Like most students, I've been asked to review papers in my area (and a few that were pretty far outside it), and I always try to do a good job - this is definitely a golden-rule situation. If I don't take it seriously, I am absolutely convinced that karma will get me in the end, denying a crucial publication that could have pushed me over the edge to tenure.
I've also been lucky enough to have the fascinating experience of helping out with the Program Committee of a major conference, something students don't usually get to do. It is the kind of experience that really gives you perspective, and it's harder to get upset about disappointing results since then. Important decisions often come down to the quality of the reviewers and practical constraints - for instance, you may have space for 12 papers in the area, and you might be looking at a paper has two 'strong accept' reviews and one 'weak', but is pretty good. It seems like a borderline paper that might get in, right? But there are probably 20 others that got three 'strong accept' reviews - this paper has no practical chance unless someone champions it and the 'weak accept' reviewer wasn't very convincing.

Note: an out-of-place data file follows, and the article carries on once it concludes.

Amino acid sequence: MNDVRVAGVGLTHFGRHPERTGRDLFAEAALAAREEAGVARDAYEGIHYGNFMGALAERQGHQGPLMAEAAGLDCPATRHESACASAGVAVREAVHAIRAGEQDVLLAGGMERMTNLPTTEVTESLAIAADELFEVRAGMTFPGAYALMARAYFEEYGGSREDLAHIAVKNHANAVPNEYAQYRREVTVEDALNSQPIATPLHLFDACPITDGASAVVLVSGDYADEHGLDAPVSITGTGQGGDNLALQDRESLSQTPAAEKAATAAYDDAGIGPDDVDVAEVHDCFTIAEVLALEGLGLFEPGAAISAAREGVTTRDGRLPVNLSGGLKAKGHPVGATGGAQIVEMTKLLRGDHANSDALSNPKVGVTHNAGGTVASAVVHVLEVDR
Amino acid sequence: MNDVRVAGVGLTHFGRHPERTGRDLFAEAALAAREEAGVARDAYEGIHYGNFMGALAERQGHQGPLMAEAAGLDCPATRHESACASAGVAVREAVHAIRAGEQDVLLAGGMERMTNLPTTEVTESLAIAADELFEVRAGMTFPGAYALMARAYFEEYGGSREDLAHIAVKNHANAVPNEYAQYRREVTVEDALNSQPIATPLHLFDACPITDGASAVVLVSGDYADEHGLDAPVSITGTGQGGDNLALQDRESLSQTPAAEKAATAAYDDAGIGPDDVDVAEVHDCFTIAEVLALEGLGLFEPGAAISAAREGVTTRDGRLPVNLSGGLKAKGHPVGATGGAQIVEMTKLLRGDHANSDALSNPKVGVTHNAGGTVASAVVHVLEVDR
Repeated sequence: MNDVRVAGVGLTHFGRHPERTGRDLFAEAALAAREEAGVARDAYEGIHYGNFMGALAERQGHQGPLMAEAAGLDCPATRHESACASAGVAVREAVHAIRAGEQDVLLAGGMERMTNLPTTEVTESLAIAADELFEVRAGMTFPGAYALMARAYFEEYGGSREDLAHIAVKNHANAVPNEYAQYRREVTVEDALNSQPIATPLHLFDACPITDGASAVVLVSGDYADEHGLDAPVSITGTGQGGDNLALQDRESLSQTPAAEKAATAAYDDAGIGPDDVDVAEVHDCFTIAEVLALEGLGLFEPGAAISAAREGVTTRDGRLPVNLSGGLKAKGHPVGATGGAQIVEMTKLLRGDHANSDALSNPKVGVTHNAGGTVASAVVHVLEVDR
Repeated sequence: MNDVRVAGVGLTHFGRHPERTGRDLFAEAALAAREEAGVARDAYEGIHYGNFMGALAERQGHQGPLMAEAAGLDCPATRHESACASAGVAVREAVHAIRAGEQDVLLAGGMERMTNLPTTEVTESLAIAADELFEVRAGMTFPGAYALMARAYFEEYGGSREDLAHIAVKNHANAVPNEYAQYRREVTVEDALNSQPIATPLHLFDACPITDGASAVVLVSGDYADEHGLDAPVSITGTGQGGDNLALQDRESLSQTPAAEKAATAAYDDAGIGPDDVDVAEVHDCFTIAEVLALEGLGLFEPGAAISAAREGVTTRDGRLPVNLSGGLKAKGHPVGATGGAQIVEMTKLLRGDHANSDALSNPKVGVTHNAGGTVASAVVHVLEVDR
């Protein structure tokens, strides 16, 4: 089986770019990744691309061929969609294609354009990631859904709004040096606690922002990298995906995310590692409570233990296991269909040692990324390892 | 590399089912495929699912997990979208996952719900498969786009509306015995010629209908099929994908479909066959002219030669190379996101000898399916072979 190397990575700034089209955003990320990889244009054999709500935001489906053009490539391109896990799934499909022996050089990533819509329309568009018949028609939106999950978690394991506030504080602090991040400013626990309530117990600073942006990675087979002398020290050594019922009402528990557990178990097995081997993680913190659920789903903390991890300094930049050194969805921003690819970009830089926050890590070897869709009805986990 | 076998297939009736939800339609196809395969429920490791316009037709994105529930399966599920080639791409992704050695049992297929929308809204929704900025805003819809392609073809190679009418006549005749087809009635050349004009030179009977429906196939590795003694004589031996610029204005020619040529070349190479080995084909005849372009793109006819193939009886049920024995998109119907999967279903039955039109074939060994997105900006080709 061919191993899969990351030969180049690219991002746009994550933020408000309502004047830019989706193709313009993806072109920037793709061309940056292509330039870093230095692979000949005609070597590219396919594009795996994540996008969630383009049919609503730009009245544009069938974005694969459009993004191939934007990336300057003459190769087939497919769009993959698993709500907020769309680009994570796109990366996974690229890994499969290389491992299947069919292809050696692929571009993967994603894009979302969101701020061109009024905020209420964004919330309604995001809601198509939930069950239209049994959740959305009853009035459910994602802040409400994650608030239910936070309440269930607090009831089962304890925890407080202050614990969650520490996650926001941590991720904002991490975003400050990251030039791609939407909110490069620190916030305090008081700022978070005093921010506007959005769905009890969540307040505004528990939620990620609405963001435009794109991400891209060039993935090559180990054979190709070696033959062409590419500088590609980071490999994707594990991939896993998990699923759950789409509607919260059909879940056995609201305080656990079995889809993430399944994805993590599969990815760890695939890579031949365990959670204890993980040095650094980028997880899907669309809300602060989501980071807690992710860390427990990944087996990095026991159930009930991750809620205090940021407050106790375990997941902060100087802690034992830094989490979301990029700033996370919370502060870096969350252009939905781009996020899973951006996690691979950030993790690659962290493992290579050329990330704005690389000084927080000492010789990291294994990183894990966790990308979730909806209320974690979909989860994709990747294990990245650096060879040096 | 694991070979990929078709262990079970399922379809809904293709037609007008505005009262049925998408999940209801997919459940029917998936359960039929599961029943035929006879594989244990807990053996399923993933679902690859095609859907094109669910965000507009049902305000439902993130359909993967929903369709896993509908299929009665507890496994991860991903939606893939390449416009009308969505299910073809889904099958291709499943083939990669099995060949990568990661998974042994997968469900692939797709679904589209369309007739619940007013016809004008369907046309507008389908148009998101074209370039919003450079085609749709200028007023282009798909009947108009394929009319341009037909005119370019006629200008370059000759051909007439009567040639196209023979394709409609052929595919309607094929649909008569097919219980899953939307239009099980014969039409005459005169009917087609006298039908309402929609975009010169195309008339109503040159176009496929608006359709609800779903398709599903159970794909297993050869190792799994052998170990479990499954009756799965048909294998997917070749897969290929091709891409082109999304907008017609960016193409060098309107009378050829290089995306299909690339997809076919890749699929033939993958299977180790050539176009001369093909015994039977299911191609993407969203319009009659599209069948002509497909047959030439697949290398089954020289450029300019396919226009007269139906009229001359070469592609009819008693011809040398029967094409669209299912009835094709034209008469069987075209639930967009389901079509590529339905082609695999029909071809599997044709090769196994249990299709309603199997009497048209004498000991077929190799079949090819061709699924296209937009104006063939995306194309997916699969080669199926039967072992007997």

The point of that little anecdote was that every review counts, even student reviews, and good reviews make the program committee's job a lot easier.
Off the top of my head, here are a few rules of thumb to reviewing:
- Read the whole thing. It's only fair.
- No matter what the questions on the review form say, always include a summary in your own words of the main point and contribution. This is really helpful to the author to put your other comments in perspective.
- Don't be a wimp. If you mean 'reject', say so. If you use 'weak accept', explain why.
- If there's space to add comments to the program committee, use it. Especially if you could be convinced to change your opinion of the paper. That can be useful if another reviewer had a very different opinion and the committee needs to reconcile them.
- You're reviewing for a specific venue - if the paper is good, but you can think of a better place for it, say that and name that place - maybe the authors won't have thought of it, and at least it'll soften the blow a bit if it doesn't make it.
- Take the time to scan the references - if they cite their own or similar work, check it out. This could be the only way you can answer the novelty question - how else will you know if they wrote the same paper six months ago and only added one result just to get to go on a nice trip?
- Be honest about your expertise - it can help with the decisions, and it's hard to tell if you were dismissive because the paper was crap or because you don't understand its importance.
Does anyone else have a good tip for reviewing? Let me know in the comments.
CommentsComments powered by Disqus